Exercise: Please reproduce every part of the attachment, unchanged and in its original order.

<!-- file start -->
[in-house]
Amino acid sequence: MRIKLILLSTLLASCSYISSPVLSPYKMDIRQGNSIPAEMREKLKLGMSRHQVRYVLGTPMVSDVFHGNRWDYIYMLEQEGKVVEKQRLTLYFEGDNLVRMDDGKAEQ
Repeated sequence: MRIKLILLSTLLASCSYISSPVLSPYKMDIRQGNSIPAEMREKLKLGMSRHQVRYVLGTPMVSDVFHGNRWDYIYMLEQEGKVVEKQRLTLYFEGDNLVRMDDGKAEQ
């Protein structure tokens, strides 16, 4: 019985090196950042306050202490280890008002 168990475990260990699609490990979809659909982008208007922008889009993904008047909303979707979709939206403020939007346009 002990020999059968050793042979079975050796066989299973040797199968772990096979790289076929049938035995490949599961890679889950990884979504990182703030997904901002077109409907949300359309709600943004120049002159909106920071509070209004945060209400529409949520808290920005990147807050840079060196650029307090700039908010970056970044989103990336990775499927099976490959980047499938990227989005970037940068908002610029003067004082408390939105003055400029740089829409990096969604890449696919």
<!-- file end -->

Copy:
[in-house]
Amino acid sequence: MRIKLILLSTLLASCSYISSPVLSPYKMDIRQGNSIPAEMREKLKLGMSRHQVRYVLGTPMVSDVFHGNRWDYIYMLEQEGKVVEKQRLTLYFEGDNLVRMDDGKAEQ
Repeated sequence: MRIKLILLSTLLASCSYISSPVLSPYKMDIRQGNSIPAEMREKLKLGMSRHQVRYVLGTPMVSDVFHGNRWDYIYMLEQEGKVVEKQRLTLYFEGDNLVRMDDGKAEQ
């Protein structure tokens, strides 16, 4: 019985090196950042306050202490280890008002 168990475990260990699609490990979809659909982008208007922008889009993904008047909303979707979709939206403020939007346009 002990020999059968050793042979079975050796066989299973040797199968772990096979790289076929049938035995490949599961890679889950990884979504990182703030997904901002077109409907949300359309709600943004120049002159909106920071509070209004945060209400529409949520808290920005990147807050840079060196650029307090700039908010970056970044989103990336990775499927099976490959980047499938990227989005970037940068908002610029003067004082408390939105003055400029740089829409990096969604890449696919």